“Life’s like a box of chocolates? More like a pile of rubbish,”
Peta looked up from her desk and asked, ”What on earth are you talking about?”
“That Forrest Gump movie quote. It’s a pile of rubbish.”
Peta looked at him with amusement.
“It’s just a movie you know. And why are you referencing it anyway?”
“My mother quoted it at me last night at dinner. ‘You never know what you’re gonna get’ he parodied in a high pitched squeaky voice.
“Very good. You sound just like her.”
“Yeah? Well, I got a pile of rubbish this morning. Derek rejected that programme I worked on all weekend in favour of that idiotic braindead moron Sean’s piece of rubbish!”
“You’re starting to repeat yourself,” she told him.
“But what did you expect. Sean’s his nephew. And his brother’s got a stake in the company, don’t forget.”
“A company that’s going down the toilet if he adopts Sean’s programme..”
“No, it’s not. Derek’s smart enough to modify it so it doesn’t do too much damage. He’ll probably use bits of yours too.”
“Yeah and I’ll get no credit for it,” Ren huffed.
“We are in a mood today, aren’t we?” Peta said.
“Tell auntie Peta what’s really bothering you.”
He looked at her askance.
“You’re the same age as me!”
“But so much wiser and more mature,” she observed.
“Hell,” he muttered.
‘He was really getting very tiresome,’ she thought.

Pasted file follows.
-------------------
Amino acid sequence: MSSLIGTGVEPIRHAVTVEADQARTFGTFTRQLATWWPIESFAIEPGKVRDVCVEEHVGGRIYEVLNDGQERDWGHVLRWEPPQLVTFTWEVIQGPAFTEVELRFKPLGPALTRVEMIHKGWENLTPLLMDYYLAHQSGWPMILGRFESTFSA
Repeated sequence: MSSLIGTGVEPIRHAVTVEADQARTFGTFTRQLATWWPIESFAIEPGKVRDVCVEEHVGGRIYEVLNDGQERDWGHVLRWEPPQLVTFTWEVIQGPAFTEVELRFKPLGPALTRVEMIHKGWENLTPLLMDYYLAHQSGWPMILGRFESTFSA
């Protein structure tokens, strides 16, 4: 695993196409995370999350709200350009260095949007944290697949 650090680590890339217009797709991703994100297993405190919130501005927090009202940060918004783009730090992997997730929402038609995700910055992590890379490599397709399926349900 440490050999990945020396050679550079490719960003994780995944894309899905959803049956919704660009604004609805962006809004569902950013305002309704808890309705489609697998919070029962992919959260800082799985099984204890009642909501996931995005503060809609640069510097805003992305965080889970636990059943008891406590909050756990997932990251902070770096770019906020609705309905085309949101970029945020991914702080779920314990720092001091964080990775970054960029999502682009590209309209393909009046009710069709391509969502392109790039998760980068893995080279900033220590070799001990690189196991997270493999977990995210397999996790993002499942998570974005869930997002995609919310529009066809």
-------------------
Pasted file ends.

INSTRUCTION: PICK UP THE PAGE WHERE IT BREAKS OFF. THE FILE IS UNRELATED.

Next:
But normally upbeat and quite fun to be around, she knew something was bothering him. She waited and said nothing further.
He sighed, then said abruptly, “I’m going off.”
“You can’t. You just got here,” she protested.
“What will I tell Derek?”
“Tell him I got a severe attack of diarrhoea. My mother’s cooking. It could be true, she’s a terrible cook,” he said, picking up his laptop bag, slinging it over his shoulder and walking out the door.
She watched him go. Derek was going to be pissed, but it wasn’t her problem. Still, she worried about Ren, it was quite unlike him.
Ren strode out of the building. He had no idea where he was going. He just knew he had to get out. They were located on the outskirts of the bustling city and there was a park nearby. He headed for it, passing a coffee vendor on the way. He bought a cappuccino, found a bench and slumped down on it. He stared moodily at his feet while he sipped his coffee. He had no idea why he felt so unsettled and frustrated this particular morning. It was a mild day. There were quite a few people about in the park. Didn’t any of them work? he wondered. He closed his eyes and took another sip of his coffee and tried to marshall his thoughts into some coherence.
He’d worked at the company for two years now. At first, he’d quite enjoyed it. He liked the relaxed atmosphere, and Derek wasn’t a bad bloke. He liked Peta too, a lot, but she had a boyfriend. He still enjoyed the work, but Sean’s arrival had changed the dynamic. It hadn’t bothered him at first, but increasingly, he found himself more and more frustrated. No matter how good he was, Sean would always be the favoured one, only because he was the boss’s nephew. Maybe that was it. All the suppressed frustration had boiled over into this feeling that he felt barely able to contain. So, what was he going to do about it?